Hygroscopic expansion occurs when water is added to the setting gypsum investment immediately after the ring has been filled. Usually this is accomplished by submerging the ring in a water bath at 37°C (100°F) for up to 1 hour immediately after investing. A significant amount of additional setting expansion results, enabling the use of a slightly lower wax elimination temperature. A wet ring liner also contributes hygroscopic expansion to the portion of the mold with which it is in contact (see Fig. 22-7).
As the mold is heated to eliminate the wax, thermal expansion occurs (Fig. 22-12). The silica refractory material is principally responsible for this because of solid-state phase transformations. Cristobalite changes from the α to the β (high-temperature) form between 200°C (392°F) and 270°C (518°F); quartz transforms at 575°C (1067°F). These transitions involve a change in crystal form, an accompanying change in bond angles and axis dimension, and a decreased density, producing a volume increase in the refractory components.
Because most metal-ceramic alloys fuse at approximately 1400°C (2550°F) (as opposed to conventional gold alloys at 925°C [1700°F]), additional shrinkage occurs when the casting cools to room temperature. To compensate for this, a larger mold is necessary. The added expansion can be obtained with phosphate-bonded investments.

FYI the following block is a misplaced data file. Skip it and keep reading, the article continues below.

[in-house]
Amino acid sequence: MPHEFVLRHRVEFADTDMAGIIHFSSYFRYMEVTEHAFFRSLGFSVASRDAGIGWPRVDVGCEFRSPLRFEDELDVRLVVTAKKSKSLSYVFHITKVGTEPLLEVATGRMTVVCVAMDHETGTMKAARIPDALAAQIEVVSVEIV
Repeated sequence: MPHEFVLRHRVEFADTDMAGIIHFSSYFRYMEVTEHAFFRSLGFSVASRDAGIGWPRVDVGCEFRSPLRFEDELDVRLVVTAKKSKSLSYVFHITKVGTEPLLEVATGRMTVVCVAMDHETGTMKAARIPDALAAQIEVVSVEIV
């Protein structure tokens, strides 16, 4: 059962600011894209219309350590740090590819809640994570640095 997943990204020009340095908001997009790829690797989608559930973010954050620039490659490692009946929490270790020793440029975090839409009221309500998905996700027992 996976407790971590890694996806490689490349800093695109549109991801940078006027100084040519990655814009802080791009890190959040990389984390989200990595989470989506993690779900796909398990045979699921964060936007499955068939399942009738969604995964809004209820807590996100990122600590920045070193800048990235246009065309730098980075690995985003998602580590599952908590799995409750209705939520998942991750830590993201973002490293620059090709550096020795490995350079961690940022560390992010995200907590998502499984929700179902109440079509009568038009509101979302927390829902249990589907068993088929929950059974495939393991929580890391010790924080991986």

The principal difference between gypsum-bonded and phosphate-bonded investments is the composition of the binder and the relatively high concentration of silica refractory material in the latter. The binder consists of magnesium oxide and an ammonium phosphate compound. In contrast to gypsum-bonded products, this material is stable at burnout temperatures above 650°C (1200°F) (Fig. 22-13), which allows for additional thermal expansion. Most phosphate-bonded investments are mixed with a specially prepared suspension of colloidal silica in water. (Some, however, can be mixed with water alone.)
Some phosphate-bonded investments contain carbon and therefore are gray in color. Carbon-containing materials should not be used for casting base metals because the carbon residue affects the final alloy composition. They may be used for casting high-gold or palladium content alloys.
Compared to gypsum-bonded investments, phosphate-bonded investments offer greater flexibility in controlling the amount of expansion. The liquid/powder ratio needs only slight modification to effect a significant change in setting expansion. Increasing the proportion of special liquid (colloidal silica) also increases expansion.
Phosphate-bonded investments have a relatively short working time in comparison with gypsum materials. Their exothermic setting reaction accelerates as the temperature of the mix rises during manipulation. The filled ring feels warm to the touch even shortly after it has been filled. A longer mixing time significantly accelerates the setting reaction and temperature and thus reduces the working time even further. The addition of water to the colloidal silica suspension increases the working time, with some loss of setting expansion. Many technicians therefore vary the quantity of special liquid and water between batches and make trial mixes for each new shipment. This has been a reliable means of adjusting expansion.15